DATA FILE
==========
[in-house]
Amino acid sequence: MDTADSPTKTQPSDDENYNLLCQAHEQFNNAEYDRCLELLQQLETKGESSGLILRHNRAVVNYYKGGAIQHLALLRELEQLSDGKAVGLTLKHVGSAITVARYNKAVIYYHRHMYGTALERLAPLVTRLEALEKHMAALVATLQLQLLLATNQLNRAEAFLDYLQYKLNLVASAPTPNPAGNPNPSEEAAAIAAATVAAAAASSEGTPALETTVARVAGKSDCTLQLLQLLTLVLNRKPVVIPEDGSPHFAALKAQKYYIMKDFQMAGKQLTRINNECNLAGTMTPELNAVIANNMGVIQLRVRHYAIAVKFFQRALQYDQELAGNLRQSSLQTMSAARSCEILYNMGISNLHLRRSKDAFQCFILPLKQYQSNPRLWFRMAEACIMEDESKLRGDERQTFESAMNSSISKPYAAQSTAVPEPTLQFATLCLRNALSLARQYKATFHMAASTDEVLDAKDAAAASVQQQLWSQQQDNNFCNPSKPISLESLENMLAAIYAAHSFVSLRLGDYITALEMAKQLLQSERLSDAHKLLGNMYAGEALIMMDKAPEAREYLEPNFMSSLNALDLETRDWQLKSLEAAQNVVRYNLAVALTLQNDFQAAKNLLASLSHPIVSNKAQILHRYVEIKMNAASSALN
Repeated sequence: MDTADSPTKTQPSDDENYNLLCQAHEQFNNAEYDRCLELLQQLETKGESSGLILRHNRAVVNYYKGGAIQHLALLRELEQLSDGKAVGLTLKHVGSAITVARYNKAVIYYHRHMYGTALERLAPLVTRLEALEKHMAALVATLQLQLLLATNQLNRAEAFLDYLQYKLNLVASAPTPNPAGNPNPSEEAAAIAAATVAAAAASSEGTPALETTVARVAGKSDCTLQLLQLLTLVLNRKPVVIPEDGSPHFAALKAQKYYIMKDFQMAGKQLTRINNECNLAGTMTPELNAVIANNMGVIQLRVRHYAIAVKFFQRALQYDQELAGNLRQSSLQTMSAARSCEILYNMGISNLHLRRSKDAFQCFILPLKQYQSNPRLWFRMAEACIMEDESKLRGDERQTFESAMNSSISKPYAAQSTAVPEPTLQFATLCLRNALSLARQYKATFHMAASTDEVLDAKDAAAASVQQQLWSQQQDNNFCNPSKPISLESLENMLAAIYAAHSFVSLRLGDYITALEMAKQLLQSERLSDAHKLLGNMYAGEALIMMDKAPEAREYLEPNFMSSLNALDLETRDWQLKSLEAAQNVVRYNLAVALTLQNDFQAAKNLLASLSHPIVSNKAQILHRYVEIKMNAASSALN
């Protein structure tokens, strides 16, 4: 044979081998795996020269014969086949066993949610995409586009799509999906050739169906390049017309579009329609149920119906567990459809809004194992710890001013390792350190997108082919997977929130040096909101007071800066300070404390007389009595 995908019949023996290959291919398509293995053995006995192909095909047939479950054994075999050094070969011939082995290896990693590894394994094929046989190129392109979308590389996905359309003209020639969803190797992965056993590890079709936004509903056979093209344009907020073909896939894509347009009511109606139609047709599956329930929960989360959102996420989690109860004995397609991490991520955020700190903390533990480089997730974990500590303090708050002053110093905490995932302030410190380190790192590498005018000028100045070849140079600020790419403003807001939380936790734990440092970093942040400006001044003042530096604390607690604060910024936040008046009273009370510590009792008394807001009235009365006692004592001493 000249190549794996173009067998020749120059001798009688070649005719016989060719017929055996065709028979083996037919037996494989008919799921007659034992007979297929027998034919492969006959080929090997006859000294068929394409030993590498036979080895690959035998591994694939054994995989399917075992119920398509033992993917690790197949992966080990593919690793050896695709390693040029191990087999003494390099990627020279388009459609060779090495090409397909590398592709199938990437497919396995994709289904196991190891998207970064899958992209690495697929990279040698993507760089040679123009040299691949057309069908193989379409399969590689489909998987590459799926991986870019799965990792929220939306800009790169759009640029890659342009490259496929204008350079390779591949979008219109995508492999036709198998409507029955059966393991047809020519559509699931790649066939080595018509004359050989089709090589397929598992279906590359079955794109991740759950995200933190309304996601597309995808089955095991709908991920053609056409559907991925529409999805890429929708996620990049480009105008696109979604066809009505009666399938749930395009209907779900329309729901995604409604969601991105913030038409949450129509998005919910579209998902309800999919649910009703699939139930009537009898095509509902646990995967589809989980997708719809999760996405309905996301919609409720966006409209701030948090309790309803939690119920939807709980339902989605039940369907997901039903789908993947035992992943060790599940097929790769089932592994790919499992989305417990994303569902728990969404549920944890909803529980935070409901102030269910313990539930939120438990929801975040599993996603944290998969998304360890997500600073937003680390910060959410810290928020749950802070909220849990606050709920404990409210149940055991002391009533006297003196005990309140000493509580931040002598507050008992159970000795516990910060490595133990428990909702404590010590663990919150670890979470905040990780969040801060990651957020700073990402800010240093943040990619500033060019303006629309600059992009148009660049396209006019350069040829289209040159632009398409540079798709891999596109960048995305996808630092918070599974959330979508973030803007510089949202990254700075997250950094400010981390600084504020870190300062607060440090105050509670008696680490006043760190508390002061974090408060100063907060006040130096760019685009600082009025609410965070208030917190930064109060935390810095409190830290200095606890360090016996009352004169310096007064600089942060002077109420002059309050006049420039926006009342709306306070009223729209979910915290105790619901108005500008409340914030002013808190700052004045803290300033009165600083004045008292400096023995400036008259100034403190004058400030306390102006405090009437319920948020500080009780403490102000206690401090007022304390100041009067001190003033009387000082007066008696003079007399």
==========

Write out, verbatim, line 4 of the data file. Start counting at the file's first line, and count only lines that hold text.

């Protein structure tokens, strides 16, 4: 044979081998795996020269014969086949066993949610995409586009799509999906050739169906390049017309579009329609149920119906567990459809809004194992710890001013390792350190997108082919997977929130040096909101007071800066300070404390007389009595 995908019949023996290959291919398509293995053995006995192909095909047939479950054994075999050094070969011939082995290896990693590894394994094929046989190129392109979308590389996905359309003209020639969803190797992965056993590890079709936004509903056979093209344009907020073909896939894509347009009511109606139609047709599956329930929960989360959102996420989690109860004995397609991490991520955020700190903390533990480089997730974990500590303090708050002053110093905490995932302030410190380190790192590498005018000028100045070849140079600020790419403003807001939380936790734990440092970093942040400006001044003042530096604390607690604060910024936040008046009273009370510590009792008394807001009235009365006692004592001493 000249190549794996173009067998020749120059001798009688070649005719016989060719017929055996065709028979083996037919037996494989008919799921007659034992007979297929027998034919492969006959080929090997006859000294068929394409030993590498036979080895690959035998591994694939054994995989399917075992119920398509033992993917690790197949992966080990593919690793050896695709390693040029191990087999003494390099990627020279388009459609060779090495090409397909590398592709199938990437497919396995994709289904196991190891998207970064899958992209690495697929990279040698993507760089040679123009040299691949057309069908193989379409399969590689489909998987590459799926991986870019799965990792929220939306800009790169759009640029890659342009490259496929204008350079390779591949979008219109995508492999036709198998409507029955059966393991047809020519559509699931790649066939080595018509004359050989089709090589397929598992279906590359079955794109991740759950995200933190309304996601597309995808089955095991709908991920053609056409559907991925529409999805890429929708996620990049480009105008696109979604066809009505009666399938749930395009209907779900329309729901995604409604969601991105913030038409949450129509998005919910579209998902309800999919649910009703699939139930009537009898095509509902646990995967589809989980997708719809999760996405309905996301919609409720966006409209701030948090309790309803939690119920939807709980339902989605039940369907997901039903789908993947035992992943060790599940097929790769089932592994790919499992989305417990994303569902728990969404549920944890909803529980935070409901102030269910313990539930939120438990929801975040599993996603944290998969998304360890997500600073937003680390910060959410810290928020749950802070909220849990606050709920404990409210149940055991002391009533006297003196005990309140000493509580931040002598507050008992159970000795516990910060490595133990428990909702404590010590663990919150670890979470905040990780969040801060990651957020700073990402800010240093943040990619500033060019303006629309600059992009148009660049396209006019350069040829289209040159632009398409540079798709891999596109960048995305996808630092918070599974959330979508973030803007510089949202990254700075997250950094400010981390600084504020870190300062607060440090105050509670008696680490006043760190508390002061974090408060100063907060006040130096760019685009600082009025609410965070208030917190930064109060935390810095409190830290200095606890360090016996009352004169310096007064600089942060002077109420002059309050006049420039926006009342709306306070009223729209979910915290105790619901108005500008409340914030002013808190700052004045803290300033009165600083004045008292400096023995400036008259100034403190004058400030306390102006405090009437319920948020500080009780403490102000206690401090007022304390100041009067001190003033009387000082007066008696003079007399």